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  • Project.git is a remote git repo that has a staging branch
  • Two developers are working on their own forks of project.git
  • Both developers only interact with staging

Common to both developers

# Developer 1 & developer 2 add staging as follows
$ git clone myForkOfProject.git
$ git remote add live project.git

Developer 2 working on docs

[master] $ git branch docs
[master] $ git checkout docs
[docs] $ git add README 
[docs] $ git commit -m "pushing to live's staging from local's docs works" README
[docs] $ git push live docs:staging

Developer 1 working on bugfix, wants to selectively merge docs

Developer 1 wants to see selectively merge files from docs into his local mybranch

[master] git branch mybranch
[master] git checkout mybranch
[mybranch] $  git fetch live staging

# Checks to see if anything changed
[mybranch] $  git status -s ./
[mybranch] $

# Doesn't know what to merge since diff, status shows no change 

# Where as if developer1 did
[mybranch] $  git pull live staging
[mybranch] $  git status -s ./
A  README

What developer1 actually wanted

What developer1 wanted to do is only to fetch the last changes in staging into the working directory without automatically adding README.

How do I pull/fetch so that git status -s ./ just downloads the changes

[mybranch] git *fetch changes from staging into mybranch 's working directory*
[mybranch] git status -s ./
[?] README
# This is what developer1 wants to see
# so that he can decide to 'git add README' manually
# here are the unsuccessful attempts to do the same

# Developer2 makes a commit, and does git push live docs:staging 
[mybranch] $ git fetch live staging
[mybranch] $ git pull live staging --no-commit --no-log --no-ff

The last option I have is to selectively call git rm --cached README, but I wonder if I'm missing something in the git fetch, git merge flow.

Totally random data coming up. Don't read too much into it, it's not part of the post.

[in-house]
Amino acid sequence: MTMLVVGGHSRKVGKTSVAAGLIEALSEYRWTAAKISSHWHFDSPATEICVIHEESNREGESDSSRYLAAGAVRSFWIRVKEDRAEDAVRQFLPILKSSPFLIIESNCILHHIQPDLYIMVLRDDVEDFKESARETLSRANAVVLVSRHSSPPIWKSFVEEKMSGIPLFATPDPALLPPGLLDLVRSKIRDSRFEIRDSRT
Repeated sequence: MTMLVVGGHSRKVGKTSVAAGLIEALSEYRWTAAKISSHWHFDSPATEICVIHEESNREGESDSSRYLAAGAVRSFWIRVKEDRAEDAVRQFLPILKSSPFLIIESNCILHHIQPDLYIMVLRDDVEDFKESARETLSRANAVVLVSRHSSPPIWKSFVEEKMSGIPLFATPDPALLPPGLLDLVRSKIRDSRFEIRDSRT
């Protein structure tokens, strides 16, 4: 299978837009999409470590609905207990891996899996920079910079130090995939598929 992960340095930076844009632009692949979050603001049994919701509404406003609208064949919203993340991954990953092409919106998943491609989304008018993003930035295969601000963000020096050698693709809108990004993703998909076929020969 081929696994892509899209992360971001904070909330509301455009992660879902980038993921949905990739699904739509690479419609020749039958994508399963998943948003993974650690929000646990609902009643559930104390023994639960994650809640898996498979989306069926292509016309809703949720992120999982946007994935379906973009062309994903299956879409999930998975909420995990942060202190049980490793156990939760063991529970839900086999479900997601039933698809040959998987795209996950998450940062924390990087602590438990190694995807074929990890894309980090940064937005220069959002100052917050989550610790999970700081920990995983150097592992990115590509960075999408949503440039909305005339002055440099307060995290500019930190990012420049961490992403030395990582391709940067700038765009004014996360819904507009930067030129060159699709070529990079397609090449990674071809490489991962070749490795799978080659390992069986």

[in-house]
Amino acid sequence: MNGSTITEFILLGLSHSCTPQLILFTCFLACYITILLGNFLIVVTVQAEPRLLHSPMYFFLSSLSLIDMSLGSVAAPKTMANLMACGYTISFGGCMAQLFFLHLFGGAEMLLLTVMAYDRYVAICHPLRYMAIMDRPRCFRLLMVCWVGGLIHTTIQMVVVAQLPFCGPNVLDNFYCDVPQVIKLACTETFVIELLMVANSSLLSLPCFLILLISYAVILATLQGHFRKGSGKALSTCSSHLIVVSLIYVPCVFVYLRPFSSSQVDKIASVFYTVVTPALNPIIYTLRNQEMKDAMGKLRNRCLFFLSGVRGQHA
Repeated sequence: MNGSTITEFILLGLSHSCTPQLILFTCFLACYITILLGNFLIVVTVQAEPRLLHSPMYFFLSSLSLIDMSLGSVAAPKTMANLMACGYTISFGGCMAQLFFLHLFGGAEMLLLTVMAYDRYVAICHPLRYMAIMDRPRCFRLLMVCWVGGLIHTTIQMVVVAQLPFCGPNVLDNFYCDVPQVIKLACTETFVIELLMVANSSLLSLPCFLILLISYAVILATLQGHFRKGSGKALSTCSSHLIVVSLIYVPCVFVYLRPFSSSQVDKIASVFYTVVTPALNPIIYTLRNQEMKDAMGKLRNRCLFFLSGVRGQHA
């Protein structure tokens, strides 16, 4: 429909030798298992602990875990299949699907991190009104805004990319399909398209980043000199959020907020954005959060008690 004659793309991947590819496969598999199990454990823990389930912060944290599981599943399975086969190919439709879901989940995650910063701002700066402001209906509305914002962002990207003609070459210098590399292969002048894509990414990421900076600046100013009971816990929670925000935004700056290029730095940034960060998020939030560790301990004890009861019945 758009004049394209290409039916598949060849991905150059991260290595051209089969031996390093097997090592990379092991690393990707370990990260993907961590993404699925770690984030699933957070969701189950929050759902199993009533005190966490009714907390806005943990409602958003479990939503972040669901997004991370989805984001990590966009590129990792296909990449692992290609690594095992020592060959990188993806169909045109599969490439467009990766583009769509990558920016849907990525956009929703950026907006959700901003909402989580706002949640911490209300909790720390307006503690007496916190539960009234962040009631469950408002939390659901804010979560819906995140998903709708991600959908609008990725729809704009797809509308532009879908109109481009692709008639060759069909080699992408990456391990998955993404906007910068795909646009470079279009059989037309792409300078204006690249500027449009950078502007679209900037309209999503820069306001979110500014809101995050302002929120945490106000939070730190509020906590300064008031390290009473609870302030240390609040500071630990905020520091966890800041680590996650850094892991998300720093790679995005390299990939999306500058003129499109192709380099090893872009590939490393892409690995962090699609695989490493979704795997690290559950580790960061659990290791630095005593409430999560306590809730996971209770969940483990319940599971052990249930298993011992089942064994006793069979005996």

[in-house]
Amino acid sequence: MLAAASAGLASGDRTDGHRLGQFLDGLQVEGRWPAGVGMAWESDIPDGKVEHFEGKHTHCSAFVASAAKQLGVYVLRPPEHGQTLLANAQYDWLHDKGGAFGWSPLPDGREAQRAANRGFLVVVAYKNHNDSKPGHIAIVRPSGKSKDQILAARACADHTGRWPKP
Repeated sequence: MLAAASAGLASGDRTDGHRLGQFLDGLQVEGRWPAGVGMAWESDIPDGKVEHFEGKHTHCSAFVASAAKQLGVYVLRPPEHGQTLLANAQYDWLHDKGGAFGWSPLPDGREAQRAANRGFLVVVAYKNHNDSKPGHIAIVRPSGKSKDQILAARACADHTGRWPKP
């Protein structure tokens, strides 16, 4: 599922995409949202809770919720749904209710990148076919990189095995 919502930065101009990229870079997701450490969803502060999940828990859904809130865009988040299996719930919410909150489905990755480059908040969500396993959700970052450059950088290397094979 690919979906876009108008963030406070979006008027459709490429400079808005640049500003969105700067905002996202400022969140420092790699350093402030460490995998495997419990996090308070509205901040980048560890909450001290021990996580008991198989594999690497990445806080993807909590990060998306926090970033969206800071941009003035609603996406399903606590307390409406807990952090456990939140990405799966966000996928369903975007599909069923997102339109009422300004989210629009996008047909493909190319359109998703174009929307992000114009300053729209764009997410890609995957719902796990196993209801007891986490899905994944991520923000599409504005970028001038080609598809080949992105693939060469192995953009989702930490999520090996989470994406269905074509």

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1 Answer 1

up vote 3 down vote accepted

git status is for showing what's in your working directory. So after a git fetch, which doesn't change the working copy, of course you won't see anything.

git show is for showing changesets. So if you want to view the change before applying it, do git show (find the changes to examine with git log live..mybranch or the like; you could even use git log --patch to view the diffs inline with the commit notes).

However, in this workflow you say you specifically want to incorporate the changes into the working copy - but not to commit them.

You can do this in two steps: first, you git merge the changes in with yours. Then, you git reset [revision], giving the revision you were at before the merge.

This will leave you with no staged changes, an unmoved HEAD (you reset back to the state before the merge, so it's been effectively reversed), and a working copy containing all the modifications before you did the git merge.

git pull is just a shorthand for git fetch; git merge or git fetch; git rebase, depending on your settings.

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1  
I think git merge followed by git reset would be better done using git merge --squash (possibly followed by git reset <paths> to unstage), which will avoid doing-and-undoing things. Also, "the revision you were at before the merge" can be obtained automatically by @{1} or (in the simple case) HEAD@{1}. –  Kevin Reid Feb 11 '12 at 18:54
    
Thanks Borealid & Kevin. Will use git fetch, then git show and git log to preview followed by git merge what finally git reset to unstage –  bosky101 Feb 12 '12 at 17:40

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